Overview: Orthodoxy is Chesterton’s vision of the world, and it is a vision that does not shy away from paradox. Chesterton unapologetically challenges the zeitgeist as he sees it—he sees an age being overrun by philosophical materialism and biblical criticism. Almost every chapter turns a stereotype on its head: “The Maniac” (ch. 2) challenges the idolatry of logic; “The Flag of the World” (ch. 5) fuses optimism and pessimism and finds the Christian doctrine of the Fall to be the perfect synthesis; “The Romance of Orthodoxy” (ch. 8) challenges the cliche that holiness is necessarily boring.

As an economic liberal and a theological conservative, Chesterton constantly spins around the idea that conservative theology is somehow connected to niggardliness, lifeless moralism, or unsociableness.

Meat: Perhaps the best thing about this book is that few theologically interesting books are such a pleasure to read. Chesterton is always entertaining, but this book is remarkably readable. I went through it in only a few days, and immediately decided that I must re-read it as soon as I can.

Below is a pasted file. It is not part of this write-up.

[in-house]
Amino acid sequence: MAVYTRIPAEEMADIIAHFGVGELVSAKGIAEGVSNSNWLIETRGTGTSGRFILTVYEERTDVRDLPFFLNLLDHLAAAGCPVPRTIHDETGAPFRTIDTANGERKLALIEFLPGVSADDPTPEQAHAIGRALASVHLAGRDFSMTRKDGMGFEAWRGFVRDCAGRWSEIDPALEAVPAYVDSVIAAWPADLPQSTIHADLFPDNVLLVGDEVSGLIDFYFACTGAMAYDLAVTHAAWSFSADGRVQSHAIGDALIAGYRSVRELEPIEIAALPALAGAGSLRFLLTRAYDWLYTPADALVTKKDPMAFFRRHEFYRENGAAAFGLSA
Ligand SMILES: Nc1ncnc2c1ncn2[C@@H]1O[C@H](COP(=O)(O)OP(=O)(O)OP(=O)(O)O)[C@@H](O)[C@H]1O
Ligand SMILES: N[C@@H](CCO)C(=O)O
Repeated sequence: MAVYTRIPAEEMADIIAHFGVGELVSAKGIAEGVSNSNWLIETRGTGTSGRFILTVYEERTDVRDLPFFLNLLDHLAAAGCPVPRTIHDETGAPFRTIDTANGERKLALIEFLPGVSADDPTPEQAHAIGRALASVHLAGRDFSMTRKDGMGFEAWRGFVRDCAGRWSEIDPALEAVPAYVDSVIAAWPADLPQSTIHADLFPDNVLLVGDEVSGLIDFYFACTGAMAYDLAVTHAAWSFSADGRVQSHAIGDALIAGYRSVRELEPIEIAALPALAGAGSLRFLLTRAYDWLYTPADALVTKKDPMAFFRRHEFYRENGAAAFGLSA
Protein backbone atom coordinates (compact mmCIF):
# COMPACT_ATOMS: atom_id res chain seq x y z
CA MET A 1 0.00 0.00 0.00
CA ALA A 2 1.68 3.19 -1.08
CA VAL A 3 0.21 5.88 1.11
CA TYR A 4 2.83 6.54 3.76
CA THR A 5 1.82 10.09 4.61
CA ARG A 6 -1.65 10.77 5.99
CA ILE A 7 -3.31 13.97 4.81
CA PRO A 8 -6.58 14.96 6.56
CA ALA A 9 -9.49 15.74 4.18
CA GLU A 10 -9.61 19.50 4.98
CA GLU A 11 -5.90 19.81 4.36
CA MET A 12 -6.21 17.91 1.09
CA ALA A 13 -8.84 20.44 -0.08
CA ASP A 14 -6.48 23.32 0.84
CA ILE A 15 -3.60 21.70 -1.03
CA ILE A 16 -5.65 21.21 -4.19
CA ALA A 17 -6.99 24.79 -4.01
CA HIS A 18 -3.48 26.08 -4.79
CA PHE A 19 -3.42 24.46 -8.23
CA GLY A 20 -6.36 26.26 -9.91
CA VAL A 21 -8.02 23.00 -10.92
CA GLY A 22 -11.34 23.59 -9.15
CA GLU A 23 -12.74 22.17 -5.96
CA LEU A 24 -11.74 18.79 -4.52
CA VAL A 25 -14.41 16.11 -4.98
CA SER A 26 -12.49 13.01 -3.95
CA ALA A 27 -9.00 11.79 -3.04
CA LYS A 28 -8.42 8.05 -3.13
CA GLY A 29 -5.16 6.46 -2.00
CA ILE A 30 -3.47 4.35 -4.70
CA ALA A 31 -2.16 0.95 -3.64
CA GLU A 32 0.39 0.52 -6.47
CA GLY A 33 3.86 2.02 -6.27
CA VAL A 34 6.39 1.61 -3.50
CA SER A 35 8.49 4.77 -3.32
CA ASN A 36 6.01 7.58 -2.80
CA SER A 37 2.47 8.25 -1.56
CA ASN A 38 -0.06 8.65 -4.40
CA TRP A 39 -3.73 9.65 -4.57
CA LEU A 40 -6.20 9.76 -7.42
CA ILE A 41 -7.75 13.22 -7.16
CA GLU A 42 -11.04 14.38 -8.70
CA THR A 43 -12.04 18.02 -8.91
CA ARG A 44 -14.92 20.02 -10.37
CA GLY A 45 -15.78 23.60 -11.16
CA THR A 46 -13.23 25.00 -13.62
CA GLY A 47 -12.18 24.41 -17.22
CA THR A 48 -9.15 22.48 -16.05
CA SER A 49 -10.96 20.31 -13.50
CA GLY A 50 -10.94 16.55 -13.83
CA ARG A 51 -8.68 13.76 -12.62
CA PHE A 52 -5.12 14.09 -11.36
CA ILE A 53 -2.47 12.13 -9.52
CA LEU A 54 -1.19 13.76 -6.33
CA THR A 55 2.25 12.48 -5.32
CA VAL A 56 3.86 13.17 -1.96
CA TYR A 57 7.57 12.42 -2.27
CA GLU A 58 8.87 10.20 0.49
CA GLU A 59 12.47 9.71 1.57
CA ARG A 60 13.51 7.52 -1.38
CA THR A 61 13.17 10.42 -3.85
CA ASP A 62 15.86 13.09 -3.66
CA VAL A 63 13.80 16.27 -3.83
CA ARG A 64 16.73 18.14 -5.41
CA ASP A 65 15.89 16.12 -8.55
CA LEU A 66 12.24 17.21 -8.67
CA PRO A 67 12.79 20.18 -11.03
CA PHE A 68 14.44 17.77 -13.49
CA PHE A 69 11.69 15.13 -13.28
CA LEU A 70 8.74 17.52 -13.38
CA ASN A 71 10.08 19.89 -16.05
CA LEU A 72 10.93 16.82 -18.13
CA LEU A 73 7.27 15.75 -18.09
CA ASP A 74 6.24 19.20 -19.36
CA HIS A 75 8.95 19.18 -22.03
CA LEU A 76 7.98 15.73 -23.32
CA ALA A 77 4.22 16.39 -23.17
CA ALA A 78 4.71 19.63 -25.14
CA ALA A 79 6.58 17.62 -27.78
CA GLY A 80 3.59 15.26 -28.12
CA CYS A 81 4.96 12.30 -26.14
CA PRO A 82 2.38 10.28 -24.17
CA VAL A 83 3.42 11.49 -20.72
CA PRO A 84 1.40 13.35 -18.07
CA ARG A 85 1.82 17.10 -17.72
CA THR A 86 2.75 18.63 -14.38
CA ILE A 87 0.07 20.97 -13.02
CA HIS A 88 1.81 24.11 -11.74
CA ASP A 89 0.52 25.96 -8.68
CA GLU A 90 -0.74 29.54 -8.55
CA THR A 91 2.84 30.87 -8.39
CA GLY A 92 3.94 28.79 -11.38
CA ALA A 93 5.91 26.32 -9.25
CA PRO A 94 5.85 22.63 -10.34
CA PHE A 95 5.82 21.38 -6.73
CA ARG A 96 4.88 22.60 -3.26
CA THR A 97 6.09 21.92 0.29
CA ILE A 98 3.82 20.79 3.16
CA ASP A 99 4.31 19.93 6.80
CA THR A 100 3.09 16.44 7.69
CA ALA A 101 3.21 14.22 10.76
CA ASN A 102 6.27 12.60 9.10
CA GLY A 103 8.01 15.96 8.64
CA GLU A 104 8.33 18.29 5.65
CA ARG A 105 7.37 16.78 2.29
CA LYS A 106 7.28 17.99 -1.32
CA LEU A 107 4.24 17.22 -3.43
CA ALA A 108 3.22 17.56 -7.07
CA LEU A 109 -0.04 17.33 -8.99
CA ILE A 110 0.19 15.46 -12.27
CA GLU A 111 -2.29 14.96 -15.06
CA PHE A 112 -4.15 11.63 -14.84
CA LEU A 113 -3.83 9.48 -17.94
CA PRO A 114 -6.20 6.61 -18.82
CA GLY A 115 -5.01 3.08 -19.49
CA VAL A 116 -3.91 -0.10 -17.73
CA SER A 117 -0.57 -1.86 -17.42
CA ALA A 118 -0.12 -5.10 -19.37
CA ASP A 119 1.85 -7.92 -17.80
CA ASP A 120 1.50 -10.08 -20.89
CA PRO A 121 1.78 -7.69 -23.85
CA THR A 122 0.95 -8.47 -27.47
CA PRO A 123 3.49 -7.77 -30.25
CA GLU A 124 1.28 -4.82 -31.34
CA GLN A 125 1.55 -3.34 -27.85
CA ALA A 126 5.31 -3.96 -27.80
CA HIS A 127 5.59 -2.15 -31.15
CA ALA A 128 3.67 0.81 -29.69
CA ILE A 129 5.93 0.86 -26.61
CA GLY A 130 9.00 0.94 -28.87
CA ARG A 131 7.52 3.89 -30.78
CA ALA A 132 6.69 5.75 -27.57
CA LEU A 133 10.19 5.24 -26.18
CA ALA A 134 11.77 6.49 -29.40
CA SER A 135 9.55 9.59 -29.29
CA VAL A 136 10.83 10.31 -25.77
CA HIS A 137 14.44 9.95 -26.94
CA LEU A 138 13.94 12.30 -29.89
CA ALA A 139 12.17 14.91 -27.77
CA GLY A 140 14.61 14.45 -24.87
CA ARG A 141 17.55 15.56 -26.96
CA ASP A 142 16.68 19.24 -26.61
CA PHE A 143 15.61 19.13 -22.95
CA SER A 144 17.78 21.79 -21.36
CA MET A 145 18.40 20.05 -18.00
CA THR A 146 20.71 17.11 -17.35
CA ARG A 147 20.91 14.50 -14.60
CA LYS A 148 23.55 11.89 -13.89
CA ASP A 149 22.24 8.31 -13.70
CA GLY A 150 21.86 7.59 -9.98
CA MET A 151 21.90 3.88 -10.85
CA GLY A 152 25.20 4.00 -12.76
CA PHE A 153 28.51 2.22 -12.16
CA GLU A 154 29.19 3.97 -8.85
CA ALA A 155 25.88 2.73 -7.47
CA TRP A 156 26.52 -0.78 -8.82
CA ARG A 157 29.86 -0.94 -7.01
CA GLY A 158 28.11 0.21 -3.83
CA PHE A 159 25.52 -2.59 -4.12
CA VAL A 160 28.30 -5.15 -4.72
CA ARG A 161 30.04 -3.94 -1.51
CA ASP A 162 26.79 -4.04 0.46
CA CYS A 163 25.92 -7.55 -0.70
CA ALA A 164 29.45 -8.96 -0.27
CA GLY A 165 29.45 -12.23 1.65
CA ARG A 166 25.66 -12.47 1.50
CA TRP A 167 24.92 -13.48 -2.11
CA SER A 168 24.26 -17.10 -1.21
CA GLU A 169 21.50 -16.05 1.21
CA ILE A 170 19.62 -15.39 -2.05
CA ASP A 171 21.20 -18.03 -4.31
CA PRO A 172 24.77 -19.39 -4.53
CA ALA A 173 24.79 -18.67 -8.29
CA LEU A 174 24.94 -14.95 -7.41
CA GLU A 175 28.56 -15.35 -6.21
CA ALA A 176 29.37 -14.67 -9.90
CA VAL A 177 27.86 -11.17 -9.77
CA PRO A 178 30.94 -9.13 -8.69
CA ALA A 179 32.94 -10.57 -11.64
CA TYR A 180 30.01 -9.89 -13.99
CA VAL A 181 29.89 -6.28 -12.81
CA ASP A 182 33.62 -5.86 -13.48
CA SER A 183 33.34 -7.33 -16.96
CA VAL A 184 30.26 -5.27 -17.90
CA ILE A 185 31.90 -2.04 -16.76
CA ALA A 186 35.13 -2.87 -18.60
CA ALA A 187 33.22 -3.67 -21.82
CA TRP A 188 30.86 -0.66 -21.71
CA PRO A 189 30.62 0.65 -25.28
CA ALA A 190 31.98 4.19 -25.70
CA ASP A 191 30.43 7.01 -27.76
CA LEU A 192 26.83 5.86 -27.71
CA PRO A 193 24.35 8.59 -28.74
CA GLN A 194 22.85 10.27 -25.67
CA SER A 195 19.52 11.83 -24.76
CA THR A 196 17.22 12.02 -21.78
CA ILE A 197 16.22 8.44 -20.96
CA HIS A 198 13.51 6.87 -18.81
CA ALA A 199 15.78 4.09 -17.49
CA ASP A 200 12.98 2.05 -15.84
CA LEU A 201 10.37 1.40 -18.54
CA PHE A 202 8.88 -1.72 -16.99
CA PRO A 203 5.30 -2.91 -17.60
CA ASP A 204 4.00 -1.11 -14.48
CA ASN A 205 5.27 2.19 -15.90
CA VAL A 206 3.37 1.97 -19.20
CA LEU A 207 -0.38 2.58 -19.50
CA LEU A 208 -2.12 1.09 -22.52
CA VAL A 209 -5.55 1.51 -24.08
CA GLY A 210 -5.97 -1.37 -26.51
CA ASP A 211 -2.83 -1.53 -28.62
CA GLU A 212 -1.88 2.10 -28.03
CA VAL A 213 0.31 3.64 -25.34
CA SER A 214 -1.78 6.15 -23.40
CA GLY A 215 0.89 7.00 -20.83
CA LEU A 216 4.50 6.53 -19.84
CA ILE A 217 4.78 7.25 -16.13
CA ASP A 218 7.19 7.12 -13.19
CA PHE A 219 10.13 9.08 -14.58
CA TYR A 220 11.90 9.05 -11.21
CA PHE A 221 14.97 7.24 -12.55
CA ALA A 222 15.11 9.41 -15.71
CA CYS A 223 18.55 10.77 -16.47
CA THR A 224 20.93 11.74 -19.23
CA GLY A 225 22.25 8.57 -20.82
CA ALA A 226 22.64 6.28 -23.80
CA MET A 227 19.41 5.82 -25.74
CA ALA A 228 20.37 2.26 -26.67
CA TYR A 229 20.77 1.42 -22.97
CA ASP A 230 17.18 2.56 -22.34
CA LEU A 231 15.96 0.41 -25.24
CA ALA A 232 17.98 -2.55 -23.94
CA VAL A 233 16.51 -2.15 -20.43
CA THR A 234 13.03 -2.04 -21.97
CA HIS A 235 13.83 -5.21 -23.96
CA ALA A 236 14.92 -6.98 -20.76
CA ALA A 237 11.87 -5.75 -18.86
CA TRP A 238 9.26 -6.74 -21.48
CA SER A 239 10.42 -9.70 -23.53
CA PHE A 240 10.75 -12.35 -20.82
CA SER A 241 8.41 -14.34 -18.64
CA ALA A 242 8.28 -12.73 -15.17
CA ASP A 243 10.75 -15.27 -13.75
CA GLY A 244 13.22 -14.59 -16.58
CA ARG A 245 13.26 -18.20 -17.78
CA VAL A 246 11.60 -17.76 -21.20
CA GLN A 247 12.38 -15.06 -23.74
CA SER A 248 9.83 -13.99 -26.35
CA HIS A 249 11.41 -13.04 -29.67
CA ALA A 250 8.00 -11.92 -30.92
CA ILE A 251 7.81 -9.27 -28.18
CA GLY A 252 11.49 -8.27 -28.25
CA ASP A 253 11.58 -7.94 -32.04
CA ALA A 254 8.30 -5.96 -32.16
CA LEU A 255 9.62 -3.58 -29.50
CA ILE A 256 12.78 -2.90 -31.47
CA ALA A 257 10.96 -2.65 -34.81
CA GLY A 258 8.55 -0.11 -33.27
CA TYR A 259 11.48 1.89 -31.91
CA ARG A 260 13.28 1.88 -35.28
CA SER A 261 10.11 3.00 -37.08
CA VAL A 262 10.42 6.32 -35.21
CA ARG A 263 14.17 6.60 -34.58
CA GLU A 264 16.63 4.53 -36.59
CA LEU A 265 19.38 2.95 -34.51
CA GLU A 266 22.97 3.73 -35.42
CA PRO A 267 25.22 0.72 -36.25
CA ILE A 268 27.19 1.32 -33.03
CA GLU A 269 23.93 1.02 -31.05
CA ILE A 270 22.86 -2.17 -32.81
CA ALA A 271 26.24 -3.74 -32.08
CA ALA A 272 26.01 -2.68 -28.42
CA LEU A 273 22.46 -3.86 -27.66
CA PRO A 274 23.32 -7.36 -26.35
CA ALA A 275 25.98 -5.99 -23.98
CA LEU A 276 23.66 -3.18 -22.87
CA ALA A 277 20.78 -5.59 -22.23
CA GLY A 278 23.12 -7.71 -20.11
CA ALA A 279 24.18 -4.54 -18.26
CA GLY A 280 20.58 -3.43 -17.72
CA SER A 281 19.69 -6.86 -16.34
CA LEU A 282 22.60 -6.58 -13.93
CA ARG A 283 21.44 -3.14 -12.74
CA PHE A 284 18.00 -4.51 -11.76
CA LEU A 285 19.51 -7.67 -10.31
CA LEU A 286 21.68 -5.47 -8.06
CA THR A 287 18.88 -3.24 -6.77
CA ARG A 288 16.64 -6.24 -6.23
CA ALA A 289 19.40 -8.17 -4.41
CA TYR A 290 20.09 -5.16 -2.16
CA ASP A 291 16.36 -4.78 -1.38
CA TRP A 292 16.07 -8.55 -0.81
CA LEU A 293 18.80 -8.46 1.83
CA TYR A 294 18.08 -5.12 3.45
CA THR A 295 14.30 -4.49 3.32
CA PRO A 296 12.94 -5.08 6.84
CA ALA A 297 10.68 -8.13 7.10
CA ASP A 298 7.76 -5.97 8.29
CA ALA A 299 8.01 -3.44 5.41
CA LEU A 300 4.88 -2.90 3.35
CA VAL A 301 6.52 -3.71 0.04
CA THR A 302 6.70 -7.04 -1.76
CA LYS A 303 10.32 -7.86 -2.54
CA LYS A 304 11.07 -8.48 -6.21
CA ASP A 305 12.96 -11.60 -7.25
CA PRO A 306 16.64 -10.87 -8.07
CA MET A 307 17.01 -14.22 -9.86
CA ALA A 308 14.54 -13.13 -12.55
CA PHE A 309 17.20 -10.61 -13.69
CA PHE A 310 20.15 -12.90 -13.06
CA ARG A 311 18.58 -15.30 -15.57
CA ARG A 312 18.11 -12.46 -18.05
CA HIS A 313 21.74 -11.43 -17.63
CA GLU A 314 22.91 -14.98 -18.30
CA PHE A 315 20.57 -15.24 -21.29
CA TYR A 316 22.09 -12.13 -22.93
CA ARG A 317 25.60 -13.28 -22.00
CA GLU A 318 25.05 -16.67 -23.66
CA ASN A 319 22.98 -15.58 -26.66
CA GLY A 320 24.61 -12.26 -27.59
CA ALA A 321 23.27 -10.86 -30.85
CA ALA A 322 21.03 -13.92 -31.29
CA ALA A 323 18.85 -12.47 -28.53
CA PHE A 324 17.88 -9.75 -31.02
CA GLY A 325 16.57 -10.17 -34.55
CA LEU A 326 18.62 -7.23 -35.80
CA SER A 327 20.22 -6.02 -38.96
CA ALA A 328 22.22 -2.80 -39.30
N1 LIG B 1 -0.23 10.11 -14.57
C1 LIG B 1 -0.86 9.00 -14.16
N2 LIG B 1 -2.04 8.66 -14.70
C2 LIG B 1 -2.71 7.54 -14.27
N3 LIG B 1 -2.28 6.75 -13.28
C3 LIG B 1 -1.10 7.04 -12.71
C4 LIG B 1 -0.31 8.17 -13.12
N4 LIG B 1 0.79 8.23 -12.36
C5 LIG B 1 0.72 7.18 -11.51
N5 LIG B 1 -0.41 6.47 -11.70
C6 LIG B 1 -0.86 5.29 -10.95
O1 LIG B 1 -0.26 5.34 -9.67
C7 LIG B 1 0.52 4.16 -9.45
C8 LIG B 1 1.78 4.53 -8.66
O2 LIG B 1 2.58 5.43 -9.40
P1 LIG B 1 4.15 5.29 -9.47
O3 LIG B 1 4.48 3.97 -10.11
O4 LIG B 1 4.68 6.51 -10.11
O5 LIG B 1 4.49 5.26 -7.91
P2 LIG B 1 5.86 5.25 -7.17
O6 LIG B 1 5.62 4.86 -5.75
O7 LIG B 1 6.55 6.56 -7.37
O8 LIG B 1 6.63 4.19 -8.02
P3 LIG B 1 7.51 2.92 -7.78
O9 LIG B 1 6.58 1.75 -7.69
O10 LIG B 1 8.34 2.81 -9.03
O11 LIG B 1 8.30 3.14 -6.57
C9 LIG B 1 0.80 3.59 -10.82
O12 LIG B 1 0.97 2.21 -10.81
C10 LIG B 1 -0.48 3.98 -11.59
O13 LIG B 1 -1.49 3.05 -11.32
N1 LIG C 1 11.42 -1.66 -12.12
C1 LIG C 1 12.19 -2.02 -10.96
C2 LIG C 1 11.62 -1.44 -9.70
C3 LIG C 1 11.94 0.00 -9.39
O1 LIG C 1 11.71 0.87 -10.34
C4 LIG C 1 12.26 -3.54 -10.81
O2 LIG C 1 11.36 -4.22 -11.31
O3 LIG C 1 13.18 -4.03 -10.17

I could not possibly summarize here what was profound in this book, but I could note two things:

First, his statement, that “you must love someone for them to be lovable,” has had a tremendous impact on the way we do evangelism in my organization. It frees us from looking for a certain type of people to minister to; it pairs with Schaeffer’s universal statement, “There are no little people. There are no little places.”

Second, the chapter on “The Paradoxes of Christianity” has only grown in relevance as we now live in an information economy, where every passing generation is technology-native. Academics positively fidget at the concept of paradox; it is like trying to swallow a bundle of firewood sideways. Because so many worship information on weekdays but Jesus on Sundays, we struggle intensely at the Bible’s statements about lions and lambs. If Chesterton is right, finding not a balance, but violent synthesis between such paradoxes, may be an important key for building our faith in an age that is, if anything, even more subservient at the altar of reason.